The walls, together with the churches, palaces and houses they contain, have since been restored and reconstructed partially. The ambitious project, though, has struggled since first the break-up of Yugoslavia then the wars which followed. Initially aimed at producing a mix of spaces for public enjoyment of theatre, music and culture, many of the venues are still just empty shells at best. As you wander round, though, with wild flowers and giant snails everywhere, you can really get a feel for what could have been – and may still be. Let’s hope that if and when it does happen, it doesn’t lose any of the laid-back appeal it currently has.
The new town of Bar’s biggest appeal was a purely consumerist one. If we’d thought the little supermarket at Ulcinj was good, we had a real shock in store. The butcher’s counter was a dream – superb quality meat, with a good choice of cuts. A fantastic deli counter, with a big stack of various smoked and cured sausages. OK, there was no fresh fish at all – it’s a port city, so maybe the harbour’s got a good market? – and the fruit and veg was a bit lacking in choice to our UK same-selection-all-year-only-the-source-country-changes eyes. But… it even had… GIN! AND! TONIC! Both! At the same time! This was a first for us since we left the UK. Our eyes scanned the shelf. The Bombay Sapphire and Hendricks were hard to pass by, Gordon’s a bit less so. The couple of bottles named after seemingly random London suburbs (Wapping? Finsbury? Seriously?) easy, but we finally made a choice. And so, with groaning basket, we headed to the checkout.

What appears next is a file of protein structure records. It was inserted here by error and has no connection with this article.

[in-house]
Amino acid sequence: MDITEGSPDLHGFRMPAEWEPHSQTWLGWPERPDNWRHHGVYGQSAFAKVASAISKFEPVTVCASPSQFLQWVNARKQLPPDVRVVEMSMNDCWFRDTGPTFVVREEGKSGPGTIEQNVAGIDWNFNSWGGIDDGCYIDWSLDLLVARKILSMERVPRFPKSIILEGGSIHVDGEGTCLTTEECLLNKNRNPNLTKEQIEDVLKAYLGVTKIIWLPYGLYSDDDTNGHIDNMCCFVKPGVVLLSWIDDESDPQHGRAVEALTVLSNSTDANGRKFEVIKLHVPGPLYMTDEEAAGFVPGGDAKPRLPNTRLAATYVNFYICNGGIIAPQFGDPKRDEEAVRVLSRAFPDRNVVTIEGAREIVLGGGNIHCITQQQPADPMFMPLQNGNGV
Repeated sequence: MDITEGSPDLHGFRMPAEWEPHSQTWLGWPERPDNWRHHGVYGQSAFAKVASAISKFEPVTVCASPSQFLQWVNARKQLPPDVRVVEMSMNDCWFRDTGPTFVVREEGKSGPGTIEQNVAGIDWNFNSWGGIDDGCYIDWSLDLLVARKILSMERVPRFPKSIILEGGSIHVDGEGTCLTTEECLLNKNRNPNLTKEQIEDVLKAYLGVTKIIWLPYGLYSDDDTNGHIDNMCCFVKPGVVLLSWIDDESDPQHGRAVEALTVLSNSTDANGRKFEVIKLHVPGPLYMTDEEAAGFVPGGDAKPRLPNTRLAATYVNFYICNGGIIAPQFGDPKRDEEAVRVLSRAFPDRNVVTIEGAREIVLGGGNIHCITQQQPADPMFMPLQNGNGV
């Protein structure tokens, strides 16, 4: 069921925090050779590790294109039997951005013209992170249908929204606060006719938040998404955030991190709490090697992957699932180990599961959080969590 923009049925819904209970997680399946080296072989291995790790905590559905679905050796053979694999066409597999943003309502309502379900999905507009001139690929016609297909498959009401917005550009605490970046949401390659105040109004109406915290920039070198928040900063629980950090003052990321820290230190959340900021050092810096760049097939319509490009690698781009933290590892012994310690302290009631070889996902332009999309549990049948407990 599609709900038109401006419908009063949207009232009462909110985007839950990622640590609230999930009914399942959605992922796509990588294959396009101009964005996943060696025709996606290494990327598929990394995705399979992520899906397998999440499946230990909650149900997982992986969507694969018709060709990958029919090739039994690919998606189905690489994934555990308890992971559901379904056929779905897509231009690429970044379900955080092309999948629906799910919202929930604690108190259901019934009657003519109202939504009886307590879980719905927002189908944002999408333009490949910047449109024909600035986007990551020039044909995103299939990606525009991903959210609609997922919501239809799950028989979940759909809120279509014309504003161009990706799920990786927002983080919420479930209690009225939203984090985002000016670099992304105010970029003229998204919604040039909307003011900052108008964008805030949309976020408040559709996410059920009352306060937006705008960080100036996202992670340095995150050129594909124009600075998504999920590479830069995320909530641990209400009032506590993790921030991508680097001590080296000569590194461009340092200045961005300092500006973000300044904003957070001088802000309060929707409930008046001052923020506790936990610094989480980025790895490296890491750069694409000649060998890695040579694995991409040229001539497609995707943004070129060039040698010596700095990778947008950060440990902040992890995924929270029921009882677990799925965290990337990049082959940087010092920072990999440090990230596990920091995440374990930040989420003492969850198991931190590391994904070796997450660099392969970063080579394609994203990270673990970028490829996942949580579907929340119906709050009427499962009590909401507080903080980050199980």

And there the fun started. No, we could not buy the half litre bottles of the ubiquitous brand of local beer. But why not? Finally, with the help of another member of staff, we came to understand. We couldn’t buy them, because we hadn’t got any empties to trade in. There was no problem on smaller bottles, bigger bottles or other brands. But those bottles (probably the most numerous on the shelf) – no. But how do we get empties to trade in, so we CAN buy them? Ah. Sheepishly, she grinned and shrugged. She didn’t have the first clue either. Judging by the crates of empties outside various bars, one answer does seem to be obvious, although I’m not sure it’s the one that’s really intended.